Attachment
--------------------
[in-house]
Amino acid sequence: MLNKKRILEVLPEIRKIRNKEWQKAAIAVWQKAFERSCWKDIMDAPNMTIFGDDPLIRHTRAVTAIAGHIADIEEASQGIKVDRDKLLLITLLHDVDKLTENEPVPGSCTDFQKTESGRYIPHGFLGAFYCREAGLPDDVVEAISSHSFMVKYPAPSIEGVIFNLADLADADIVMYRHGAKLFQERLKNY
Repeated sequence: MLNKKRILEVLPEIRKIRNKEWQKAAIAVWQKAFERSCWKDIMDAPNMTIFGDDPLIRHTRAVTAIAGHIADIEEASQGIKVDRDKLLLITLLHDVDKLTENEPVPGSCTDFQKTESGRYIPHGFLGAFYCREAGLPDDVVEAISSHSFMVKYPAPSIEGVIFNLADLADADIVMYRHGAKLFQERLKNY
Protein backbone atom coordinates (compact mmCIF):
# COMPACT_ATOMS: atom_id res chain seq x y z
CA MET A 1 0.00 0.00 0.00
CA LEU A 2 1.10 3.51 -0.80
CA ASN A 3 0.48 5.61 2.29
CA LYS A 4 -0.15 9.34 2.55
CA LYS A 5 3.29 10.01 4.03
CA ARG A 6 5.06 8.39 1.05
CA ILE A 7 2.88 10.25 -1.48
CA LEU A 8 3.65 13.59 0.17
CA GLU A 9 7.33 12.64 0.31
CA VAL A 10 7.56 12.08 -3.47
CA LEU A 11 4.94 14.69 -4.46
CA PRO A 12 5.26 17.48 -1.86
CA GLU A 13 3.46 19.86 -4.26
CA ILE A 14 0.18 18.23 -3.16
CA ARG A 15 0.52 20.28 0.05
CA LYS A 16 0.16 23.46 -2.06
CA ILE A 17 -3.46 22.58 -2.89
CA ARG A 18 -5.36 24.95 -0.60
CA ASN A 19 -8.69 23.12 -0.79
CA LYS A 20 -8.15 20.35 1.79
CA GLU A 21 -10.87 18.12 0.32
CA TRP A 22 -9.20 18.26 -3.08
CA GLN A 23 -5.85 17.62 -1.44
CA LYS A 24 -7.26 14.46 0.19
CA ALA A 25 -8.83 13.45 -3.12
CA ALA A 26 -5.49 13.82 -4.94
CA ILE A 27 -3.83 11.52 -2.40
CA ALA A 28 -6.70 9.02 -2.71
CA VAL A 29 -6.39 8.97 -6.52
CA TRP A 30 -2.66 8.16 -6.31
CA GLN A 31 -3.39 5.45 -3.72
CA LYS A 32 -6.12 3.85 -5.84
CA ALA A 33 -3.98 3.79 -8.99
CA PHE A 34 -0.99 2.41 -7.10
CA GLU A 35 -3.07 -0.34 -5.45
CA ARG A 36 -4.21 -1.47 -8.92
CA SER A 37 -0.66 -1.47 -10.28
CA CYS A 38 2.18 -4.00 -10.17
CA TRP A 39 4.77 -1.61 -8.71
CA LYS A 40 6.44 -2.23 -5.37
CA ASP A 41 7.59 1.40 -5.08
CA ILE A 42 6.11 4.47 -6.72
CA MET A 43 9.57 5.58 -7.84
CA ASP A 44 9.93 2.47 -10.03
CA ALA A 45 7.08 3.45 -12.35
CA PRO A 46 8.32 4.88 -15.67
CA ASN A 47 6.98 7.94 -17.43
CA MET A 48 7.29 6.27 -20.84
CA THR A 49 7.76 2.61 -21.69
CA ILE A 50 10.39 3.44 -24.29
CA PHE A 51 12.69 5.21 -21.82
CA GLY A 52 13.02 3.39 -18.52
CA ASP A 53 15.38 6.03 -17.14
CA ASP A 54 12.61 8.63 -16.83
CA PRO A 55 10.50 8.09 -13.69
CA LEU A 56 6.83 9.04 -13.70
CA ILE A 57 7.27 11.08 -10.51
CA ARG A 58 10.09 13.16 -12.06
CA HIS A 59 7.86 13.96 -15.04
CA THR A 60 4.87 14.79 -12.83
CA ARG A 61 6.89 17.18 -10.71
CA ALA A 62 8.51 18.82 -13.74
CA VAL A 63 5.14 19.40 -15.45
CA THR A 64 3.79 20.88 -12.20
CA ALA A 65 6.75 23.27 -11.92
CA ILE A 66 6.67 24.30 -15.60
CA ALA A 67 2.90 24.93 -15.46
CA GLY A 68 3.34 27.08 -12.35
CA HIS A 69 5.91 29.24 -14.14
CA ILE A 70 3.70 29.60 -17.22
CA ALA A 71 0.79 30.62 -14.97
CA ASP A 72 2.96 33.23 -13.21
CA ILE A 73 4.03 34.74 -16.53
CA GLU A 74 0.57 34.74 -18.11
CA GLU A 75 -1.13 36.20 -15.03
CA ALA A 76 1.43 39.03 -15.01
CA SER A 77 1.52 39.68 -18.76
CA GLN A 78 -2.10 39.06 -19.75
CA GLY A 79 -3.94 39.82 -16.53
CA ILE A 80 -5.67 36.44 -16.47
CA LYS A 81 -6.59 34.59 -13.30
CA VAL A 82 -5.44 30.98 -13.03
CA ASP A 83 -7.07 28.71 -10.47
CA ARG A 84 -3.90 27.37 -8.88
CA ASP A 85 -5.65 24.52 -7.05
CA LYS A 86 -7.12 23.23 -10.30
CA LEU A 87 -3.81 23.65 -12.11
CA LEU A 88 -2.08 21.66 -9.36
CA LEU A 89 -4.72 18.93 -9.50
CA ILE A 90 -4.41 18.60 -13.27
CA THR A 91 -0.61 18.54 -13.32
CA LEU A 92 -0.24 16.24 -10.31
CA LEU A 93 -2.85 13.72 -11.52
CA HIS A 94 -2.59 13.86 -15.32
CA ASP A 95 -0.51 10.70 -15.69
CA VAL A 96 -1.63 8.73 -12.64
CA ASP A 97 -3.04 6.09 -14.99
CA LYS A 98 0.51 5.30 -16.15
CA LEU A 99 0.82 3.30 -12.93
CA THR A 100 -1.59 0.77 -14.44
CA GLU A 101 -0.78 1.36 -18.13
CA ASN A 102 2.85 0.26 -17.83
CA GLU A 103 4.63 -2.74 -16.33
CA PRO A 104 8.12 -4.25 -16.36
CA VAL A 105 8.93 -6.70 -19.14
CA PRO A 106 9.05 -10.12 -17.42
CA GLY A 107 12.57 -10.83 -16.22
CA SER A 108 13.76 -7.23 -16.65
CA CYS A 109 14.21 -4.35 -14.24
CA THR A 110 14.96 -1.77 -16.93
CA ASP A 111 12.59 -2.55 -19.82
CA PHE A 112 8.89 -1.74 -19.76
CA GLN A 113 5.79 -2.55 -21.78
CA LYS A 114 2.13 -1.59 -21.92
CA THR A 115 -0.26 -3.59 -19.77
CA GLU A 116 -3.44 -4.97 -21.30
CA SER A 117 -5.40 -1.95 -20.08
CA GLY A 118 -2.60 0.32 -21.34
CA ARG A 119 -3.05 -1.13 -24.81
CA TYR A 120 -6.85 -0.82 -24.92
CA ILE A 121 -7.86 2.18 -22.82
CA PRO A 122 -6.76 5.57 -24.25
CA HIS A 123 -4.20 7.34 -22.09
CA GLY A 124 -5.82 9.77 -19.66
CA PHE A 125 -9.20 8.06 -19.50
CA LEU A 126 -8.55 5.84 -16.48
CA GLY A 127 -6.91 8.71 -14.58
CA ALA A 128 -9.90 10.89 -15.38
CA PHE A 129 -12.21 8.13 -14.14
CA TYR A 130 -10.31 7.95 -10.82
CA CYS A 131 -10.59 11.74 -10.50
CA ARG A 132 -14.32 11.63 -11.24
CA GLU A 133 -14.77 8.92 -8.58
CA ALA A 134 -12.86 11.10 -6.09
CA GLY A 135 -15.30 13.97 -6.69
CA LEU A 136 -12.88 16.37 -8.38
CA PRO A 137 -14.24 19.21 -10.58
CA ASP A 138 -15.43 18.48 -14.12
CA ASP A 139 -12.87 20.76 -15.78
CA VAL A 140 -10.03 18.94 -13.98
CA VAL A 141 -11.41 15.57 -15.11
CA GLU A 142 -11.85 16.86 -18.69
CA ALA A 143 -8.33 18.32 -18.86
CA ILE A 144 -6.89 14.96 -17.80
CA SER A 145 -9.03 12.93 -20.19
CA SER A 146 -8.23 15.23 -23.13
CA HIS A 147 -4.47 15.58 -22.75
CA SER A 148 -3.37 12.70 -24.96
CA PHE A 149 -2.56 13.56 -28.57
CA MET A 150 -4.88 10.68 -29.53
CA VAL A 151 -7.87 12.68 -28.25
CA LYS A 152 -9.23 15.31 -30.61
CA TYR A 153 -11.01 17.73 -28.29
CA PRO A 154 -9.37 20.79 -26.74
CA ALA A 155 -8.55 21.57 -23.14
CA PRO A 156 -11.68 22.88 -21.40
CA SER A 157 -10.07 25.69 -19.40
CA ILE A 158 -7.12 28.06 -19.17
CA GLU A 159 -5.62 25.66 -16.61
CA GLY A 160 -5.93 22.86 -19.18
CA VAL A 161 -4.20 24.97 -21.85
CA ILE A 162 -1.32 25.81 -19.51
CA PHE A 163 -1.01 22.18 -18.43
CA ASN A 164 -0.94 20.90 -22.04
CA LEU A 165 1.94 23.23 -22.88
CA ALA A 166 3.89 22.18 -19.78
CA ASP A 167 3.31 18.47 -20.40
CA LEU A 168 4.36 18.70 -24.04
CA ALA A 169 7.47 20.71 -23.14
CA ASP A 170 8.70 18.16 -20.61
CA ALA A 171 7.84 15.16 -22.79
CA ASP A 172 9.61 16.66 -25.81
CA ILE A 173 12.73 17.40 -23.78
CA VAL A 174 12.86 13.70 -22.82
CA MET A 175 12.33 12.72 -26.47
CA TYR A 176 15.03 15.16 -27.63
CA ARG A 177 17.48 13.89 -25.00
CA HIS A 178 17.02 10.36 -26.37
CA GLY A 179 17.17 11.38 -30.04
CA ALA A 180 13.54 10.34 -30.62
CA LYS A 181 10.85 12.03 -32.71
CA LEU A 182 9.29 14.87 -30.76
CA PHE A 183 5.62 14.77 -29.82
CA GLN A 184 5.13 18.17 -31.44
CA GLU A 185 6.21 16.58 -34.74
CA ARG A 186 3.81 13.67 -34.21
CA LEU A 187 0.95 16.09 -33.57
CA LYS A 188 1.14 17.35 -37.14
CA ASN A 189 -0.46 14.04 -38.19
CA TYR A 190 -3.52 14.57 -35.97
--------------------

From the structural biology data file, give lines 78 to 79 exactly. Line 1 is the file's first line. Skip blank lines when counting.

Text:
CA ILE A 73 4.03 34.74 -16.53
CA GLU A 74 0.57 34.74 -18.11